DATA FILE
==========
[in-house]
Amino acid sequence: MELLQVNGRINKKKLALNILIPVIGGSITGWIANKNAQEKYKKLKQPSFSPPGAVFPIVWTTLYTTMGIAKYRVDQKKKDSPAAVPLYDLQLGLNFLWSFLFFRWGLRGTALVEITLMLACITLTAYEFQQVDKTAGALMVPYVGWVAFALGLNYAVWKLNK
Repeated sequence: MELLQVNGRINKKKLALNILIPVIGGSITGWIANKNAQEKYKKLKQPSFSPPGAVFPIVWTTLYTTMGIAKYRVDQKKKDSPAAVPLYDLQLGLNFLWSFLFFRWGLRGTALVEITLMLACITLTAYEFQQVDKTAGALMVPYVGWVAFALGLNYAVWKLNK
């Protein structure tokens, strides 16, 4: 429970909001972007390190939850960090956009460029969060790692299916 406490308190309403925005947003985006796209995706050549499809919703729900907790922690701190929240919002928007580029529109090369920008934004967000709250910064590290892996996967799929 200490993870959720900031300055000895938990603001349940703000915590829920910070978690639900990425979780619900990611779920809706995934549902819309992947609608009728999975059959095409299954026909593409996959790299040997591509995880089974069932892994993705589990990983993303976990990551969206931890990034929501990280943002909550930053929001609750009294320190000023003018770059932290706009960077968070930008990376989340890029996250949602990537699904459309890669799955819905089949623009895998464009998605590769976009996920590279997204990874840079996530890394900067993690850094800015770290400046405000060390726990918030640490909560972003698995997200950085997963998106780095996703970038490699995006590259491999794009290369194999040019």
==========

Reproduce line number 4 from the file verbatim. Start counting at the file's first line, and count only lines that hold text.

């Protein structure tokens, strides 16, 4: 429970909001972007390190939850960090956009460029969060790692299916 406490308190309403925005947003985006796209995706050549499809919703729900907790922690701190929240919002928007580029529109090369920008934004967000709250910064590290892996996967799929 200490993870959720900031300055000895938990603001349940703000915590829920910070978690639900990425979780619900990611779920809706995934549902819309992947609608009728999975059959095409299954026909593409996959790299040997591509995880089974069932892994993705589990990983993303976990990551969206931890990034929501990280943002909550930053929001609750009294320190000023003018770059932290706009960077968070930008990376989340890029996250949602990537699904459309890669799955819905089949623009895998464009998605590769976009996920590279997204990874840079996530890394900067993690850094800015770290400046405000060390726990918030640490909560972003698995997200950085997963998106780095996703970038490699995006590259491999794009290369194999040019």